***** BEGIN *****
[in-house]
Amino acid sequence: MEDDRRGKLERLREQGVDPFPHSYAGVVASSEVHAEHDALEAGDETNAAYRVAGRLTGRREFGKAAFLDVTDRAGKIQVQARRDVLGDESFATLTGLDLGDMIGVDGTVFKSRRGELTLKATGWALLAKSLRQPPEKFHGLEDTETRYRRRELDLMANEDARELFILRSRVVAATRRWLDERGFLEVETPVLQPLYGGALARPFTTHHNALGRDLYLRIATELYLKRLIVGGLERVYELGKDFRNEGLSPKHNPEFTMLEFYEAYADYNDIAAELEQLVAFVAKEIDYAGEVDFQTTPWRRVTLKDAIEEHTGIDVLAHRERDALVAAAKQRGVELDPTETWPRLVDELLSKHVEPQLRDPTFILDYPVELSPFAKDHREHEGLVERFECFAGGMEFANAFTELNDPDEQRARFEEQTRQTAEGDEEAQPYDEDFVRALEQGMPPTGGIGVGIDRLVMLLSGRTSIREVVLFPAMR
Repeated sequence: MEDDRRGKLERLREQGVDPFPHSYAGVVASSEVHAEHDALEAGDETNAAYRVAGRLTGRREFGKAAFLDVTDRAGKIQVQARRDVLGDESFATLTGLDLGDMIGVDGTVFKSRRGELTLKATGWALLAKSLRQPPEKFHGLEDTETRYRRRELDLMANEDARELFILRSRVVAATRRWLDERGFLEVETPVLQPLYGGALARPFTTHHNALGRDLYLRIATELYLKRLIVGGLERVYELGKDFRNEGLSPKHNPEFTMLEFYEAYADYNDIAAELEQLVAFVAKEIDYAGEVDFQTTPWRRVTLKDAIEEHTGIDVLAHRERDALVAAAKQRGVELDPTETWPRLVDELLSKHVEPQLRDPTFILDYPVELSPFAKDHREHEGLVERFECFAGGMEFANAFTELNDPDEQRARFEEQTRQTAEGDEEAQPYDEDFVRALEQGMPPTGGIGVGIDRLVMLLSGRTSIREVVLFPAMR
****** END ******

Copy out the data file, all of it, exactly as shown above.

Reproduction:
[in-house]
Amino acid sequence: MEDDRRGKLERLREQGVDPFPHSYAGVVASSEVHAEHDALEAGDETNAAYRVAGRLTGRREFGKAAFLDVTDRAGKIQVQARRDVLGDESFATLTGLDLGDMIGVDGTVFKSRRGELTLKATGWALLAKSLRQPPEKFHGLEDTETRYRRRELDLMANEDARELFILRSRVVAATRRWLDERGFLEVETPVLQPLYGGALARPFTTHHNALGRDLYLRIATELYLKRLIVGGLERVYELGKDFRNEGLSPKHNPEFTMLEFYEAYADYNDIAAELEQLVAFVAKEIDYAGEVDFQTTPWRRVTLKDAIEEHTGIDVLAHRERDALVAAAKQRGVELDPTETWPRLVDELLSKHVEPQLRDPTFILDYPVELSPFAKDHREHEGLVERFECFAGGMEFANAFTELNDPDEQRARFEEQTRQTAEGDEEAQPYDEDFVRALEQGMPPTGGIGVGIDRLVMLLSGRTSIREVVLFPAMR
Repeated sequence: MEDDRRGKLERLREQGVDPFPHSYAGVVASSEVHAEHDALEAGDETNAAYRVAGRLTGRREFGKAAFLDVTDRAGKIQVQARRDVLGDESFATLTGLDLGDMIGVDGTVFKSRRGELTLKATGWALLAKSLRQPPEKFHGLEDTETRYRRRELDLMANEDARELFILRSRVVAATRRWLDERGFLEVETPVLQPLYGGALARPFTTHHNALGRDLYLRIATELYLKRLIVGGLERVYELGKDFRNEGLSPKHNPEFTMLEFYEAYADYNDIAAELEQLVAFVAKEIDYAGEVDFQTTPWRRVTLKDAIEEHTGIDVLAHRERDALVAAAKQRGVELDPTETWPRLVDELLSKHVEPQLRDPTFILDYPVELSPFAKDHREHEGLVERFECFAGGMEFANAFTELNDPDEQRARFEEQTRQTAEGDEEAQPYDEDFVRALEQGMPPTGGIGVGIDRLVMLLSGRTSIREVVLFPAMR